Press and Police Testify on Bill Prohibiting Release of Mug Shots

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The Senate Judiciary Committee met remotely on Tuesday.


– The press and the police were on the same side Tuesday of proposed legislation that with some exceptions would prohibit police from releasing post-arrest mug shots to the public.

State Rep. Don Bouchard, D-Manchester, testified before the Senate Judiciary Committee that one of the sacred rights in America is that people are considered innocent until proven guilty.

That is why he supports House Bill 125. Bouchard said some police departments are using Facebook to inform the community of who they are arresting and posting mug shots of the people before they are convicted of a crime.

Rep. Nicole Klein-Knight, D-Manchester, the bill’s sponsor, was not available to introduce the bill.

Rep. Daryl Abbas, R-Salem, also spoke in support of the bill and told the story of a childhood friend falsely accused of sexual assault who was eventually exonerated.

But Abbas noted that the online front-page story in the newspaper comes up in all computer searches of his friend’s name, which has led his friend to develop a substance abuse problem.

“I don’t know what the public interest was,” Abbas said. “I appreciate the right to know,” he said, but not at the expense of one’s life and reputation.

Brendan McQuaid, president and publisher of the New Hampshire Union Leader speaking on behalf of the New Hampshire Press Association, strongly opposed House Bill 125.

McQuaid called the bill a threat to the public’s right to know and to their safety,  as well as a threat to police accountability. He strongly urged the Senate Judiciary Committee to ditch the bill altogether.

“Freedom is among the most fundamental rights in our society. The government, acting on behalf of the public, has a limited ability to take that freedom away from individuals,” McQuaid said. “The public has a fundamental right to know what their government is up to. This includes knowing whom the government has taken into custody and why. A mug shot can play a fundamental role in this process.”

McQuaid noted that it was a bit ironic that the press was in agreement with police on the bill.

McQuaid and Manchester Police Chief Allen Aldenberg said the state should not restrict the dissemination of photos, saying they have multiple benefits. Other supporters in the media argued that the images can be and are removed from the internet for good cause.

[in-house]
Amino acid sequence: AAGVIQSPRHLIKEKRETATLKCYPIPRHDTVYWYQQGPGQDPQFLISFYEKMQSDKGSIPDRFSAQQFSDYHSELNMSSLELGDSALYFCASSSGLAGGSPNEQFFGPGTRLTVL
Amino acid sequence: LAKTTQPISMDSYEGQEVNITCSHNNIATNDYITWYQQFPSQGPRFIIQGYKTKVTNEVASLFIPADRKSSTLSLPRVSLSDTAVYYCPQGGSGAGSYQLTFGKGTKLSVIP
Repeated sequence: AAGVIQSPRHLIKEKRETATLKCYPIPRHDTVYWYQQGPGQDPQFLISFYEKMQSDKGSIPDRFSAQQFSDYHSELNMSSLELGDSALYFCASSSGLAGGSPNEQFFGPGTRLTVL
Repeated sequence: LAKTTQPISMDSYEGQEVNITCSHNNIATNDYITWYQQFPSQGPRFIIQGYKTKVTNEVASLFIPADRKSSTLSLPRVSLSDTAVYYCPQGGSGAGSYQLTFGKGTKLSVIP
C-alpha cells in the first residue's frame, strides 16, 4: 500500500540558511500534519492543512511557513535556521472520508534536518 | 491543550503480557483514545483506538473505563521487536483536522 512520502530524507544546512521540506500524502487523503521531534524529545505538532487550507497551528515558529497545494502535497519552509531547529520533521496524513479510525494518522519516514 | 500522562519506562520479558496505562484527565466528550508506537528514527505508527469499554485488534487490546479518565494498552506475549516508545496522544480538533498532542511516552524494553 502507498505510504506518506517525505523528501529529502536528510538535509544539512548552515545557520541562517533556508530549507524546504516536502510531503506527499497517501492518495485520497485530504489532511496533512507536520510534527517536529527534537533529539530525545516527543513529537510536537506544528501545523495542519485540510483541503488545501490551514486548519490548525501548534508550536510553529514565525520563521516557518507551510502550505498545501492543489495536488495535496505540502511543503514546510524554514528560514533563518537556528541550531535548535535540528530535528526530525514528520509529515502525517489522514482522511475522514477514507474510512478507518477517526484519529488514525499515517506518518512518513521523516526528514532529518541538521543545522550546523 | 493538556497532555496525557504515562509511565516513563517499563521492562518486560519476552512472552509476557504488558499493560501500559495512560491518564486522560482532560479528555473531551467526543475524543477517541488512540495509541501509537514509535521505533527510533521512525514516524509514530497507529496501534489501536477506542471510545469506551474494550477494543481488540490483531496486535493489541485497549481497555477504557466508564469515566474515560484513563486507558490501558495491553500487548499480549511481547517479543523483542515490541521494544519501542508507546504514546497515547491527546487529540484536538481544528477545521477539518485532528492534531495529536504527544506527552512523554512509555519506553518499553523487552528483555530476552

McQuaid showed the committee a mug shot that was published in the New Hampshire Union Leader of an individual who was bleeding and beaten, who ended up winning a $200,000 settlement for excessive use of force against the Manchester police.

Had the bill been law at the time, McQuaid said the beating victim would not likely have recovered his losses, and there would have been no public outcry that led to an investigation and accounting for the actions of the Manchester police officers who were involved.

But Gilles Bissonnette of the ACLU-NH, said he found himself in the rare position to be on the opposite side of the press in support of the bill.

“Mug shots capture people at their worst moments,” Bissonnette said. “Too often is there the assumption of guilt.”

 The public could still have access to those photos upon conviction, Bissonnette said, calling this bill narrow and not as limiting as similar New York state rules.

Trisha Newalu, who works to help human trafficking victims, said having mug shots distributed before a conviction can have “life-altering ramifications.” She called it “an insult to due process” and supported the bill.

Sen. Jay Kahn, D-Keene, asked if there was a way to balance the public’s right to know and privacy through the bill.

“Are there instances where you see (the bill) inhibiting law enforcement,” he asked Chief Aldenberg.

Aldenberg said having a photo available to the public can allow other victims to come forward when they see a photo they recognize.

“There are investigative advantages,” he said, and police do not take lightly releasing photos to the public.

“We do our due diligence,” Aldenberg said. “We don’t arbitrarily release photos. We give it a lot of thought and we are sensitive.”

The bill also calls for the police to keep a record of such release of documents and Aldenberg said it would be an added burden but something that police would do if the bill passes.

Tony Schinella, a local field editor for in New Hampshire, said his publication has a process to expunge photos and information of people who have been wrongly accused, convicted and served their time, or their case has been dropped. That includes contacting Google to have it removed from their search engines. It is called an arrest removal request, he said.

Schinella said historically, police have released such information to allow the public to know what the people they arrest look like. The bill “handcuffs our ability to our job,” Schinella said.

He said the bill stresses the liberty of the press and hampers its ability to do its job and he noted he has been told by police over the years that the information he publishes has helped them make arrests.

“Trust us to know what is in the public interest,” Schinella said. “This is not the direction we should be going in.”

Scott Spradling, representing New Hampshire Broadcasters Association, said it is common practice for the removal of information from the internet for those who are falsely accused or found innocent.

He said he would be willing to work with legislators on finding better legislation to address the issue.

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